Metallica’s James Hetfield loving life on the stage
Metallica frontman James Hetfield. (Dave Abel, Postmedia Network)
When you can actually see the faces of fans, “it’s always fun,” says Metallica’s lead singer James Hetfield.
The metal veterans – and one of the biggest bands in the world – played their only 2016 Canadian date at Toronto’s Opera House, a club that holds 950 people, this week.
The show came on the heels of the Nov. 18 release of their first album in eight years, Hardwired... To Self Destruct, which debuted at No. 1 in 57 countries including Canada.
“We’ve been at this for 35 years, promoters know us,” said Hetfield, 53, speaking the day following the concert that was a benefit for the Daily Bread Food Bank.
“I think that they understand that Metallica likes to work a little out of the box and do things unique or different so they’re up for it.”
And the married father-of-three who recently relocated to Vail, Colo., with his family, says club dates are as much for him, drummer Lars Ulrich, guitarist Kirk Hammett, and bassist Robert Trujillo as they are for the fans.
“Honestly, it’s always for the band,” joked Hetfield. “When the fans show up, it’s bonus for sure. But I think we’ve been doing this to survive for so long we need music, we need to create, we like to connect with people. It makes us feel alive and okay and a part of something.”
And when they play larger venues or outdoors it’s an adjustment he admits.
“Trying to be present and in the moment as much as possible – it changes,” said Hetfield.
“I like to be a little more congruent than not as far as being loose and I guess a little self-deprecating on stage. Sometimes it’s funny and sometimes it’s not. I embrace my dorkiness and it’s okay on stage. I think people relate to the looseness. It’s like we’re actually having fun. And I try to bring that into a stadium but a small club feels [great], ‘cause you’re looking at faces. There’s a guy in the front and he’s smiling. ‘Wow, you look happy. You must like the new album, that’s great.’”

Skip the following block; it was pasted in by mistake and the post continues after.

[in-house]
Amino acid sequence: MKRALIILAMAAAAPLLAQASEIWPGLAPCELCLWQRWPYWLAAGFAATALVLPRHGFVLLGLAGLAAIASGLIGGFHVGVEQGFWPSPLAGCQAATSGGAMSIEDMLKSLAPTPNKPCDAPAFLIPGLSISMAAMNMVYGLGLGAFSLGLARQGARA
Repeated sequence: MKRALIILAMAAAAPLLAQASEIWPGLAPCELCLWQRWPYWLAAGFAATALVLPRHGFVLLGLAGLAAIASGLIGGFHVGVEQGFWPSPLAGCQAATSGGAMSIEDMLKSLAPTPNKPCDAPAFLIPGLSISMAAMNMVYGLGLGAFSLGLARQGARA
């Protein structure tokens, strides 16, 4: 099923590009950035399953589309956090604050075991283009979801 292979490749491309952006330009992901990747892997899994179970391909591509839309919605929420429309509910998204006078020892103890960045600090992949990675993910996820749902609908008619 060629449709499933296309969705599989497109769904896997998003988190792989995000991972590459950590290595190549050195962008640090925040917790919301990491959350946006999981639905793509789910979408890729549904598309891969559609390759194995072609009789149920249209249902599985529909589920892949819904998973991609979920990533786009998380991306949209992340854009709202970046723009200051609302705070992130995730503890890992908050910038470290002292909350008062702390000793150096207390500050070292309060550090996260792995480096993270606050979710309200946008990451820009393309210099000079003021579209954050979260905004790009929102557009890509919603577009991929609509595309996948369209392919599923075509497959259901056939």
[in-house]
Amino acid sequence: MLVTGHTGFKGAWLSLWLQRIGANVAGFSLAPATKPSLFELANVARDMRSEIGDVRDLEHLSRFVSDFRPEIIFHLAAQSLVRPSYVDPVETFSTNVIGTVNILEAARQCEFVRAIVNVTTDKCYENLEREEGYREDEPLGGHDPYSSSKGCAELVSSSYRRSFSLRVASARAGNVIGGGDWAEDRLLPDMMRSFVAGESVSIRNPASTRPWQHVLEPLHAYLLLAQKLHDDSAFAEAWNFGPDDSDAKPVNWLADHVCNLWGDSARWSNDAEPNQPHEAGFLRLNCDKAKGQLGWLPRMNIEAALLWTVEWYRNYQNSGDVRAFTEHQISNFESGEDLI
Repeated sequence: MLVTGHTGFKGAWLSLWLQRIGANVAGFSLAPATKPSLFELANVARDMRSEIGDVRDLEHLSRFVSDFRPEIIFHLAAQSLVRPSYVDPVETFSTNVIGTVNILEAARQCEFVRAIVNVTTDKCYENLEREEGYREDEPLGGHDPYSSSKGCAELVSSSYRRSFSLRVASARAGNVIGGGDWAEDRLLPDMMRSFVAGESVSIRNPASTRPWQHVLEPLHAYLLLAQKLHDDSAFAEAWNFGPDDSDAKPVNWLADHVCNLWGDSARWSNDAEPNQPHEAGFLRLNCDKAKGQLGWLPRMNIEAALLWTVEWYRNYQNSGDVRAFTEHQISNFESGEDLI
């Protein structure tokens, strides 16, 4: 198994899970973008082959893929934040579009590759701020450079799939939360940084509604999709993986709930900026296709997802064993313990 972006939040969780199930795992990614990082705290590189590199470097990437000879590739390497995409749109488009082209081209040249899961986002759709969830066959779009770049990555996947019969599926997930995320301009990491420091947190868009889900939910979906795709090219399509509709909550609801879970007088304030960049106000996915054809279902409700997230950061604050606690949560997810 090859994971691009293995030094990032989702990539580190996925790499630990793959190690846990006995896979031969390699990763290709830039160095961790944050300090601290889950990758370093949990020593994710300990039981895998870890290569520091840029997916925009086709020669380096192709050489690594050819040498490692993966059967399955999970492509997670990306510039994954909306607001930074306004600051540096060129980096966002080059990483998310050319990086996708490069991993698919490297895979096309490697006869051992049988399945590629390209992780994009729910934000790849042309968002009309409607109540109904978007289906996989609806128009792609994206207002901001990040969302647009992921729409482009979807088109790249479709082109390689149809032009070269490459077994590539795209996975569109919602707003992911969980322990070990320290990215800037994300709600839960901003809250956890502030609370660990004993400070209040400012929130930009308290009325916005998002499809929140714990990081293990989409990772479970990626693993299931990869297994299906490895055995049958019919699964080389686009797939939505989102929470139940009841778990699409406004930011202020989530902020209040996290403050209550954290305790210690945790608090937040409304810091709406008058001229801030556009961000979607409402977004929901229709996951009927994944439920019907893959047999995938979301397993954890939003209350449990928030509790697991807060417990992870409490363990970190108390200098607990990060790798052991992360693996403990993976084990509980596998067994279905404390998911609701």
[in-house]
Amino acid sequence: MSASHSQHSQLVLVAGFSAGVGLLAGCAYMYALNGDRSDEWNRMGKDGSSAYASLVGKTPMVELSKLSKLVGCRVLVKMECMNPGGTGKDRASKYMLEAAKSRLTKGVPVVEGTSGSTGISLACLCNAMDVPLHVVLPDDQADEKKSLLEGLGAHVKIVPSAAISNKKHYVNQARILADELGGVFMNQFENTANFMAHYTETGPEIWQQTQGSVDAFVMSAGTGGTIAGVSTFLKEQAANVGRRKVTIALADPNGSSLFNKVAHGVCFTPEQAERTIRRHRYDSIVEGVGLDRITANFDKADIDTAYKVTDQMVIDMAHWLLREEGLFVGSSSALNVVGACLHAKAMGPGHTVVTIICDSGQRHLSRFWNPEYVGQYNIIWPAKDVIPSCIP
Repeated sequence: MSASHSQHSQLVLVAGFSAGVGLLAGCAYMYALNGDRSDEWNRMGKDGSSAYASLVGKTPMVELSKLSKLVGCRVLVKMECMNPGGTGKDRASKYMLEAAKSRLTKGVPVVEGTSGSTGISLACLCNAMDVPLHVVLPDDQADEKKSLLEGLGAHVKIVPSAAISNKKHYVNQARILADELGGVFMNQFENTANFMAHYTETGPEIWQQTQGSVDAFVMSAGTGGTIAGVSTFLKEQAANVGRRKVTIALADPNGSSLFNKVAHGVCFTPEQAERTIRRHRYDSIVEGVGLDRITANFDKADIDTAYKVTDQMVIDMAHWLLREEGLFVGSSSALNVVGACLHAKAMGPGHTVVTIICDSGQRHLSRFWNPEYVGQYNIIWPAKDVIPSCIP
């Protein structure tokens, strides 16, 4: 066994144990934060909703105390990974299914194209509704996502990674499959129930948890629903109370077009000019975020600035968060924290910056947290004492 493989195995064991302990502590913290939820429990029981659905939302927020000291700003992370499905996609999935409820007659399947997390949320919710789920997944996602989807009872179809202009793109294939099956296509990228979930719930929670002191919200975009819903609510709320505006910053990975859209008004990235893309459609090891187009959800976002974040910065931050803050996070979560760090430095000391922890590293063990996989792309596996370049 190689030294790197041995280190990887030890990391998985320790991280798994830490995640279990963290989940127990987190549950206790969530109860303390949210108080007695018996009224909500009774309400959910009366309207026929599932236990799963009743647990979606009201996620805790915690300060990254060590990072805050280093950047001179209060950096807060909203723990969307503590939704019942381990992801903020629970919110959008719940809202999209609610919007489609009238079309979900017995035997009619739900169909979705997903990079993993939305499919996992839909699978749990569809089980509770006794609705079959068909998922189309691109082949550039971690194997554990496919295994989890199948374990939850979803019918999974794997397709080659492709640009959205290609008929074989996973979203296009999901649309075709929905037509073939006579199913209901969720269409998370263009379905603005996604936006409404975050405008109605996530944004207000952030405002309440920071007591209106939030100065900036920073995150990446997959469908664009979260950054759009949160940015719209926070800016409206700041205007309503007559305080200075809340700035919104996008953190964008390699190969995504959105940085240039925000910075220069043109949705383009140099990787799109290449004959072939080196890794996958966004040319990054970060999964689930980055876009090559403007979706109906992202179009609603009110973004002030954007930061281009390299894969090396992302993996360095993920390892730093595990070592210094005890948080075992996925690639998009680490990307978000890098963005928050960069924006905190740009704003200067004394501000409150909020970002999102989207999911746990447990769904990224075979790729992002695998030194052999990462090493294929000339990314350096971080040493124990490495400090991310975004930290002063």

Hetfield says they have the next two years of their lives planned out as far as touring – two weeks on, two weeks off – with Canada definitely in the mix but he couldn’t say exactly when they might return.
The only time they got to spend in Toronto was dining at the upscale The Fifth restaurant and Hetfield likes to walk and explore when he can out on the road.
Plus he and his band have their pre-show rituals including getting to the venue about two hours early to eat, do meet-and-greets with fans and see friends.
“Just soaking up the energy or the vibe of the place,” said Hetfield. “We [also] have a physical therapist on the road so he’s stretching us out, making sure that we’re in shape. Everyone’s got their thing like Trujillo with his forearms, just playing, he’s always getting loosened up and his calves will cramp ‘cause he’s like this Tarzan guy. Lars’ shoulder, my back, Kirk’s wrist so we’ve all got our things that need maintenance.”
Just like the early days huh?
“Oh, hell no,” said Hetfield, whose been sober for well over a decade.
“It was more about the vodka. Drinking was more important than any of that. It was like wait a minute, ‘I’m not drunk. We can’t go on yet.’ That was a realization of, ‘Wow, this is really weird.’ That has all certainly changed. It’s different. We’re past 50 – you’ve got a different outlook.”